A James Bond Novel
Book Review by MICHAEL ARRUDA
Okay. I admit. When it comes to James Bond, I’m biased. I love the movies. The books, not so much.
That being said, I have enjoyed the Ian Fleming James Bond novels that I’ve read. I just haven’t liked them as much as the movies.
The most fun part for me of reading Fleming’s novels is seeing firsthand his vision of the James Bond character, which is very different from the way the character is portrayed in the movies, by any of the actors, Sean Connery, George Lazenby, Roger Moore, Timothy Dalton, Pierce Brosnan, or Daniel Craig.
Fleming passed away in 1964, but starting in the 1980s, the James Bond novels continued with a series of novels written by John Gardner, who penned these stories into the 1990s. Afterwards, other authors took over.
Solo by William Boyd is the latest of the James Bond novels and the first by Boyd. I was eager to read it.
Solo takes place in 1969, and the character of James Bond is 45 years old. M sends Bond on a mission to Zanzarim, Africa, a country in the midst of a civil war. M informs Bond that it’s his job to see that this war doesn’t happen, as it is in the best interest of Her Majesty’s government. To avert this war, Bond is instructed to find the rebel leader, a man named Solomon Adeka, and in the words of M, to make him “a less efficient soldier.”
So, Bond travels to Africa under the guise of a newspaper reporter, where he befriends a young beautiful female contact, Efua Blessing Ogilvy-Grant, who helps him infiltrate the rebel forces. Bond also meets the very deadly Kobus Breed, Adeka’s right hand man, whose calling card is that he hangs his enemies on hooks through their jaws, like human-sized fish.
Bond soon finds that things in Zanzarim aren’t what they seem, and in order to get to the bottom of things and save his own life in the process, Bond has to go undercover and work “solo” and without sanction from Her Majesty’s government. His investigation eventually leads him to the United States, where he’s reunited with his old friend Felix Leiter, and together they solve the mystery of the Zanzarim revolution.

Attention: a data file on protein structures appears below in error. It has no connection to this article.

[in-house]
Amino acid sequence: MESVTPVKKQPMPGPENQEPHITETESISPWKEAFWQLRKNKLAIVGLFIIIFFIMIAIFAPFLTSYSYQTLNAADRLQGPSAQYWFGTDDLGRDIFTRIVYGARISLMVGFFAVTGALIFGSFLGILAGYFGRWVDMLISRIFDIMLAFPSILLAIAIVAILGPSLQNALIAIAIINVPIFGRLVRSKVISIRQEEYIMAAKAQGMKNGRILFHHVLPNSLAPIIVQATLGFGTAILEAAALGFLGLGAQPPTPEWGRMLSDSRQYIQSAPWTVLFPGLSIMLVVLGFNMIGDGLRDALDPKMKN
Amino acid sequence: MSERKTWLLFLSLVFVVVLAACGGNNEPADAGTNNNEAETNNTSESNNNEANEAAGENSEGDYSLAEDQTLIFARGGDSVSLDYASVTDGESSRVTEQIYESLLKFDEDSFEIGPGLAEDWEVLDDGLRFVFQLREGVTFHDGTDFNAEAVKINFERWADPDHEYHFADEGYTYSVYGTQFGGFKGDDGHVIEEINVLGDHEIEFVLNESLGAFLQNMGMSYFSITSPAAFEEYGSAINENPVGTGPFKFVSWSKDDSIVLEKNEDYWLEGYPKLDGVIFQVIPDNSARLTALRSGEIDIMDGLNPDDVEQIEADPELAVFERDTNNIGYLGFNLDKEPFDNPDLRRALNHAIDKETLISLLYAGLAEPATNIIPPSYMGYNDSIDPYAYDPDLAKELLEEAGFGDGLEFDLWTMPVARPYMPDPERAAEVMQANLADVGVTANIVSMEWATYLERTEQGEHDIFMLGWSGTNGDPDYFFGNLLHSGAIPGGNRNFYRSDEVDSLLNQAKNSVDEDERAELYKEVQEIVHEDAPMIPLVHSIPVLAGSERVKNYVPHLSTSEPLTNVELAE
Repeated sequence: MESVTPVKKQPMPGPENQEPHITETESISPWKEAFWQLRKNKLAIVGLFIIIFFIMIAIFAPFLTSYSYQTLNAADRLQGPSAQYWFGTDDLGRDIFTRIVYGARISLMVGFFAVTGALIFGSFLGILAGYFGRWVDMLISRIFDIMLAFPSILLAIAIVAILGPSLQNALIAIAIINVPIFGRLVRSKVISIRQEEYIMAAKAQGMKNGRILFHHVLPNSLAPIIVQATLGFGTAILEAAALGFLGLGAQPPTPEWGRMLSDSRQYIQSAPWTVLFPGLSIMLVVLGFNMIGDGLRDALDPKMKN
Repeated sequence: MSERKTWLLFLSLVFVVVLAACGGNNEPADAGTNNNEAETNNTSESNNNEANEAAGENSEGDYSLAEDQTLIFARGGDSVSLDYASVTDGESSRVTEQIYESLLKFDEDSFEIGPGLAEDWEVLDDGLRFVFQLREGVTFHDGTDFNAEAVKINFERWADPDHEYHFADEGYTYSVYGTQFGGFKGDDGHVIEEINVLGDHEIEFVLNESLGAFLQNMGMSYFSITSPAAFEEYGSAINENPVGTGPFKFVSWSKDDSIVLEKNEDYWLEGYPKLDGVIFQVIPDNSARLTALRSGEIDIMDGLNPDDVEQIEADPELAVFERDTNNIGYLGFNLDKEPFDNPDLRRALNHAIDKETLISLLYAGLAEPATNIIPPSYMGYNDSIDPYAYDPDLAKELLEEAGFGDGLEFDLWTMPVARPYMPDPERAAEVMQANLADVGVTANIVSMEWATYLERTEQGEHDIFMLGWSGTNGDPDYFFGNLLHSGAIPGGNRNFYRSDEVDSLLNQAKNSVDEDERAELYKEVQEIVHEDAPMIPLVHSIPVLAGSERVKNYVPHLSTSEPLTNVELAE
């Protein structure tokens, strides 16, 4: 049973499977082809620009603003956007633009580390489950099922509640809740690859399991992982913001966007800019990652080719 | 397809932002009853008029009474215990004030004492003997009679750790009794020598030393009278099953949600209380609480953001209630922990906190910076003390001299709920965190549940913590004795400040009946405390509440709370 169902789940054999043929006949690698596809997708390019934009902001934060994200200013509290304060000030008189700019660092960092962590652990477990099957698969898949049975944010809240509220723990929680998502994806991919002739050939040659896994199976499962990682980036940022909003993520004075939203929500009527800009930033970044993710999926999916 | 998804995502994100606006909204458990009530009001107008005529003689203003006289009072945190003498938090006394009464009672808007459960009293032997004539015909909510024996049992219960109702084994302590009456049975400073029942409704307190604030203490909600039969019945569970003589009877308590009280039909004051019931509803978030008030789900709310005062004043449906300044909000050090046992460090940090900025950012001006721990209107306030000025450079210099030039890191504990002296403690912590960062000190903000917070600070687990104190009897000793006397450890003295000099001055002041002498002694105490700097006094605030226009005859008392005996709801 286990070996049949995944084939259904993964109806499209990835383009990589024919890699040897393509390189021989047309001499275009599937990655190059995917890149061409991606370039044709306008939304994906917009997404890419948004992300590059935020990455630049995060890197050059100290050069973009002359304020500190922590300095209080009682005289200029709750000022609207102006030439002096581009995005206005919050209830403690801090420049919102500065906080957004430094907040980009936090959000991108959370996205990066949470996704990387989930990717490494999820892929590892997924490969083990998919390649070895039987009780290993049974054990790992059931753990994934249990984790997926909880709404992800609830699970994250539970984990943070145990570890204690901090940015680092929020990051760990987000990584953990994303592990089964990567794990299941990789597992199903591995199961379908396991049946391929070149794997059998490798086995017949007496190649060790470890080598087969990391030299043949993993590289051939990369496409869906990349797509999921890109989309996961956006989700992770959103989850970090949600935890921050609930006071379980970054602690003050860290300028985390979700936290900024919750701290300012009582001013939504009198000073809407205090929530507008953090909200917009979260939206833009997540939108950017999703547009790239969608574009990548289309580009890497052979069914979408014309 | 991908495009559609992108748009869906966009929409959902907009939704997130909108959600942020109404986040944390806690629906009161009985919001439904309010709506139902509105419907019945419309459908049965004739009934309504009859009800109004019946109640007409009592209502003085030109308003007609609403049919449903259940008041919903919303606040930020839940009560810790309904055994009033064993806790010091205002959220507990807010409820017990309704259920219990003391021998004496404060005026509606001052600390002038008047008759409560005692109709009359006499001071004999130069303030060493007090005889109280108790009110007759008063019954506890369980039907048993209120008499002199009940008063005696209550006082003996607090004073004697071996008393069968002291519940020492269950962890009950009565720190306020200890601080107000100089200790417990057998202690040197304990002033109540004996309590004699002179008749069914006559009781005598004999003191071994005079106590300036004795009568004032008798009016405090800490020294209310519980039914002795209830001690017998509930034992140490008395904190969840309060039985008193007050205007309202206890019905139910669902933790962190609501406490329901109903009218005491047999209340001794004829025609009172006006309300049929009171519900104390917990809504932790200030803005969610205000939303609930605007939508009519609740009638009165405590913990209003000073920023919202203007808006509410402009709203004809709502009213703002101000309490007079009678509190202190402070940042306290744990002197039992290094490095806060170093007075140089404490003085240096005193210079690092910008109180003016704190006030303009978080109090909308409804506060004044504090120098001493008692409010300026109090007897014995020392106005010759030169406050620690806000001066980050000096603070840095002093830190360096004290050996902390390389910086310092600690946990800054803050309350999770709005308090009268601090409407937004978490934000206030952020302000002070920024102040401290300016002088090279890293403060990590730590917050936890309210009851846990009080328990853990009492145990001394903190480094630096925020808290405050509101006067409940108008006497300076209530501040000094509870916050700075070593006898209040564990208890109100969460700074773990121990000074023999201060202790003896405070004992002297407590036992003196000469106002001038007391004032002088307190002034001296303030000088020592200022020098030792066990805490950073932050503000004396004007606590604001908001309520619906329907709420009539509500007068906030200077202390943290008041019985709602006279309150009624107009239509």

For a spy novel, Solo certainly takes its time. The pace is anything but urgent, and Bond doesn’t decide to go “solo” until well into the novel, nearly two thirds of the way through. As a result, I had a mixed reaction to Solo. While I certainly enjoyed the characterization of James Bond, I really couldn’t get into the story, as the events in this plot never really grabbed me.
The early scenes of Bond infiltrating the foreign press corps so he can get close to the rebel leader Adeka are very slow moving, and they do very little in the way of moving the plot forward.
I also found the plot about the Zanzarim revolution difficult to get my head around. Bond doesn’t really know why M is so interested in stopping this revolution, and as a result, neither do we. It’s difficult to care about what’s going on when we’re not even sure what Bond is fighting for.
When Bond finally does decide to go “solo” towards the end of the novel, this plot point also fails to lift the story to a higher level simply because in the movies James Bond has chosen to go rogue in a number of films, including two of the recent Daniel Craig Bond films, QUANTUM OF SOLACE (2008) and SKYFALL (2012) and the second Timothy Dalton film LICENSE TO KILL (1989), so this plot point isn’t new or exciting.
To be honest, I found the story here in Solo to be somewhat of a snooze.
Author William Boyd fares much better when writing characters. I thoroughly enjoyed his characterization of James Bond, and I enjoyed being inside Bond’s head. He makes Bond a tough no-nonsense agent, clever and covert when he has to be, and also a deadly assassin. There’s a particularly brutal scene in which Bond exacts revenge on a key enemy, and it’s one of the more effective scenes in the novel.
Boyd’s Bond also drinks and smokes enough to make Ian Fleming proud. If Bond weren’t a fictional character, he’d be dead from all the alcohol and nicotine he consumes.
Of the movie Bonds, I definitely pictured Daniel Craig as William Boyd’s James Bond.
The character of Efua Blessing Ogilvy-Grant was one of my favorite characters in the book. She’s smart, tough, and very sexy. Boyd seems to excel at writing the love scenes in this one, as they are some of the more tender and memorable sequences in the novel. Ogilvy-Grant is more than just a femme fatale, as she’s also a formidable opponent who gives Bond a run for his money when she becomes more than what Bond expected.
Kobus Breed is also a memorable villain, one who lives up to the role, as he instills fear in those who cross him. Boyd does a nice job making Breed frightening. And Breed really is the main villain in the novel, since the more powerful players pulling the strings, the people Breed works for, tend to hide in the shadows and we never really get to know them as well as we do the brutal and overly violent Breed.
Solo was an OK read, but to be honest, I was a little disappointed. I expected more from a James Bond novel. I thought the plot was difficult to get into, and the action and suspense minimal until the third act. I also thought the titled “solo” plot-point where Bond goes rogue to take on the bad guys on his own nothing new and actually rather tired.
Solo therefore is a mediocre Bond tale that could have benefitted from a more emotional and tangible plot. Its characterizations are all on the money, but the plot Bond and his friends find themselves in is rather blah.
I was neither shaken nor stirred.